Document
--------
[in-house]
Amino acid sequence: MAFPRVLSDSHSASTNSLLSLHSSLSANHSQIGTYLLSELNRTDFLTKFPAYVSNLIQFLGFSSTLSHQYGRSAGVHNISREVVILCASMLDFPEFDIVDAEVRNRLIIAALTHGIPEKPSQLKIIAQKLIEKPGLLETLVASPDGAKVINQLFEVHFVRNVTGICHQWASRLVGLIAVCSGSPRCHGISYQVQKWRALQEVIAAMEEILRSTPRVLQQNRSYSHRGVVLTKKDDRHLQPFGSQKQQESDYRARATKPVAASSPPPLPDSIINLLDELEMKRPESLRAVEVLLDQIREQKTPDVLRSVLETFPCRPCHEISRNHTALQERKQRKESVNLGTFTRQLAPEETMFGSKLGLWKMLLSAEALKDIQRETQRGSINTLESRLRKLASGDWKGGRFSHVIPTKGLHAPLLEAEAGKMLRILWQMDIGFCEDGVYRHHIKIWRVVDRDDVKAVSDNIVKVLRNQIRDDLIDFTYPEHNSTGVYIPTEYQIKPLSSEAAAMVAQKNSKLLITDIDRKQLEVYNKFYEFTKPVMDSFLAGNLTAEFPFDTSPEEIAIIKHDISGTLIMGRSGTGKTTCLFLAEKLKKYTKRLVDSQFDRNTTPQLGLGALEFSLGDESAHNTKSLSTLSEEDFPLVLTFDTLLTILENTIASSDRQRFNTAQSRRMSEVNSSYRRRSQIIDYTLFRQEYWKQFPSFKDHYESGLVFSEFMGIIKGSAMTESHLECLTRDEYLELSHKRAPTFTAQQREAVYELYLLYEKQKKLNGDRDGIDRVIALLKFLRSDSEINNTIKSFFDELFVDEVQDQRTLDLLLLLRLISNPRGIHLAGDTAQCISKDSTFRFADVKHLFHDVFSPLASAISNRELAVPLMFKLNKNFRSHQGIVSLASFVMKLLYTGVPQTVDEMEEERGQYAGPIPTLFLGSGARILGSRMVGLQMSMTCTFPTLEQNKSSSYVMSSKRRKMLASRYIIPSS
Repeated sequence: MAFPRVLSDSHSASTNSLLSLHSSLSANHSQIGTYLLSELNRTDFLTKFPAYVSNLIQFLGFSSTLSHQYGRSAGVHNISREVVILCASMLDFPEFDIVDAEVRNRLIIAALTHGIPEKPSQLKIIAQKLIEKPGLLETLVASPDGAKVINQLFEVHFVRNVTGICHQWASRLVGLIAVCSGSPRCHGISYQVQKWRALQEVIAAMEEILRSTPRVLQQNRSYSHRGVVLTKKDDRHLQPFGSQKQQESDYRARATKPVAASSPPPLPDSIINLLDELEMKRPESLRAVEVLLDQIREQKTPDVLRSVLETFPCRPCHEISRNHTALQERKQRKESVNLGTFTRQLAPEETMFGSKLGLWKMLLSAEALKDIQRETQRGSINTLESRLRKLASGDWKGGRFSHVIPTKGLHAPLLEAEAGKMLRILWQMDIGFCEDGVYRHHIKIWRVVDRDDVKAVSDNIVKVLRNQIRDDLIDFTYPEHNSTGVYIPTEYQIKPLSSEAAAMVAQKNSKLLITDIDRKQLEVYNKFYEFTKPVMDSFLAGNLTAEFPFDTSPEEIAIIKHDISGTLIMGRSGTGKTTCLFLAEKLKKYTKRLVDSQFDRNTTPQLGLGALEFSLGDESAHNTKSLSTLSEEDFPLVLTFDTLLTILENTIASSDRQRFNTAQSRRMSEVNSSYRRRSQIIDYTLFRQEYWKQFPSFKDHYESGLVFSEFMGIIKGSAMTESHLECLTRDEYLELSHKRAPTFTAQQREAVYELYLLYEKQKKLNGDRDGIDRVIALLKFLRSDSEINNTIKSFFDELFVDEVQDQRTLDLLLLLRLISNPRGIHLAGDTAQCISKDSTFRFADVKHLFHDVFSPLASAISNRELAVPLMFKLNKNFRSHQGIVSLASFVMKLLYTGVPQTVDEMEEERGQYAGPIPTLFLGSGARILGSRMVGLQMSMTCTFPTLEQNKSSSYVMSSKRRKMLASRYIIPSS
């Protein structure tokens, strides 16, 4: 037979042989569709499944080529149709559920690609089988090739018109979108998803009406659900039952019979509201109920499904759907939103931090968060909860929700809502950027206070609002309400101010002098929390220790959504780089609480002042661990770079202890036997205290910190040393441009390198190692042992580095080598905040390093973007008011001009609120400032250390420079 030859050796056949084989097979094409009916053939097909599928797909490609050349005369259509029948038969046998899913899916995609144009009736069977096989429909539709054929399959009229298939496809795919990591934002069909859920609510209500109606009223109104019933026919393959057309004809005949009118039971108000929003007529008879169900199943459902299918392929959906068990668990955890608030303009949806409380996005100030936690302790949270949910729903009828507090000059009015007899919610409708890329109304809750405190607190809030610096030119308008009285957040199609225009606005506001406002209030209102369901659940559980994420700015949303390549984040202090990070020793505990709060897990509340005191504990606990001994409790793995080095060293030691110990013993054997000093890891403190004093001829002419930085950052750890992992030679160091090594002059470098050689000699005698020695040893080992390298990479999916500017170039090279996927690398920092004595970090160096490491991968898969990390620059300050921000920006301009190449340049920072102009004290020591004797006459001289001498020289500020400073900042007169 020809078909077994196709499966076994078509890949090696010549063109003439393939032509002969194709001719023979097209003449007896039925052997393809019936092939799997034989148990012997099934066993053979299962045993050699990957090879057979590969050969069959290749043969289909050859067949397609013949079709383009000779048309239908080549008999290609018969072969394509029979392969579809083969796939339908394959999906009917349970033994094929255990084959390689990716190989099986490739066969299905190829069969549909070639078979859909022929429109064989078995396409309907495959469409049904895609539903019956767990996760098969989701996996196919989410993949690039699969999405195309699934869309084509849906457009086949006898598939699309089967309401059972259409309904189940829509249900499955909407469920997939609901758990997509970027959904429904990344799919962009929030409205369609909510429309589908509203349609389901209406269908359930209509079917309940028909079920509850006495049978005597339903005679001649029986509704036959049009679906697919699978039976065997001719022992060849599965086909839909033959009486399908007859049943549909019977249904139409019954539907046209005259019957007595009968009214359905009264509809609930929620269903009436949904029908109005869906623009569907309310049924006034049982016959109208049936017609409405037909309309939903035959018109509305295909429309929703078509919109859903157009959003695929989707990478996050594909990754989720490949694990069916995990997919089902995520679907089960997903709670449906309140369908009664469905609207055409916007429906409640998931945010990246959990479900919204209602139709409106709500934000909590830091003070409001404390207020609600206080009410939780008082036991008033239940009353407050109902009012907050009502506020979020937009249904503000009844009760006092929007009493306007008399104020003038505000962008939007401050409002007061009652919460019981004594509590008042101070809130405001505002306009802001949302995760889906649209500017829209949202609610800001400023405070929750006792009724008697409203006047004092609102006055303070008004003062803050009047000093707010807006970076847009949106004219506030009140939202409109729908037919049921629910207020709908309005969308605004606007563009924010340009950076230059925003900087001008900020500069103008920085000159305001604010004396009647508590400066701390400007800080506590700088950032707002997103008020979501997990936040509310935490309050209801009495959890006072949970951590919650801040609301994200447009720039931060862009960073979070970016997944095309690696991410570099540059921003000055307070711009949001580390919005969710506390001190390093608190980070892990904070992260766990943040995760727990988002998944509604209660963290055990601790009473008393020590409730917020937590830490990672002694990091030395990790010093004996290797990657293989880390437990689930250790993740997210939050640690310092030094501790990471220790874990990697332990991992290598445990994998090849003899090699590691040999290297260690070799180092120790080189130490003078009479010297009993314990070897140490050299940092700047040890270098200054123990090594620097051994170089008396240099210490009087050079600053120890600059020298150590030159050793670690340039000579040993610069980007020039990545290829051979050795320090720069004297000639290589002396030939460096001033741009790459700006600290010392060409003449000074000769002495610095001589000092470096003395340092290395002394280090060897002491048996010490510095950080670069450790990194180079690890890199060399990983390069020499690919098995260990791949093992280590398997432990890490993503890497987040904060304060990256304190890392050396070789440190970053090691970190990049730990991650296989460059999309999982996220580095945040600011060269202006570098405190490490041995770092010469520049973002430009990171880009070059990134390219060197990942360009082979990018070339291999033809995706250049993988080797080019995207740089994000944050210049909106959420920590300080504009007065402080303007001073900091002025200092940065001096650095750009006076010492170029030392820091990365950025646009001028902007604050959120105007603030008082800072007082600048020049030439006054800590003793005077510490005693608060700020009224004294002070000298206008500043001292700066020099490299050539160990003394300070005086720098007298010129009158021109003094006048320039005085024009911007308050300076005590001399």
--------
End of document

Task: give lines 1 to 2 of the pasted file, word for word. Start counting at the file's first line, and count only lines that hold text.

[in-house]
Amino acid sequence: MAFPRVLSDSHSASTNSLLSLHSSLSANHSQIGTYLLSELNRTDFLTKFPAYVSNLIQFLGFSSTLSHQYGRSAGVHNISREVVILCASMLDFPEFDIVDAEVRNRLIIAALTHGIPEKPSQLKIIAQKLIEKPGLLETLVASPDGAKVINQLFEVHFVRNVTGICHQWASRLVGLIAVCSGSPRCHGISYQVQKWRALQEVIAAMEEILRSTPRVLQQNRSYSHRGVVLTKKDDRHLQPFGSQKQQESDYRARATKPVAASSPPPLPDSIINLLDELEMKRPESLRAVEVLLDQIREQKTPDVLRSVLETFPCRPCHEISRNHTALQERKQRKESVNLGTFTRQLAPEETMFGSKLGLWKMLLSAEALKDIQRETQRGSINTLESRLRKLASGDWKGGRFSHVIPTKGLHAPLLEAEAGKMLRILWQMDIGFCEDGVYRHHIKIWRVVDRDDVKAVSDNIVKVLRNQIRDDLIDFTYPEHNSTGVYIPTEYQIKPLSSEAAAMVAQKNSKLLITDIDRKQLEVYNKFYEFTKPVMDSFLAGNLTAEFPFDTSPEEIAIIKHDISGTLIMGRSGTGKTTCLFLAEKLKKYTKRLVDSQFDRNTTPQLGLGALEFSLGDESAHNTKSLSTLSEEDFPLVLTFDTLLTILENTIASSDRQRFNTAQSRRMSEVNSSYRRRSQIIDYTLFRQEYWKQFPSFKDHYESGLVFSEFMGIIKGSAMTESHLECLTRDEYLELSHKRAPTFTAQQREAVYELYLLYEKQKKLNGDRDGIDRVIALLKFLRSDSEINNTIKSFFDELFVDEVQDQRTLDLLLLLRLISNPRGIHLAGDTAQCISKDSTFRFADVKHLFHDVFSPLASAISNRELAVPLMFKLNKNFRSHQGIVSLASFVMKLLYTGVPQTVDEMEEERGQYAGPIPTLFLGSGARILGSRMVGLQMSMTCTFPTLEQNKSSSYVMSSKRRKMLASRYIIPSS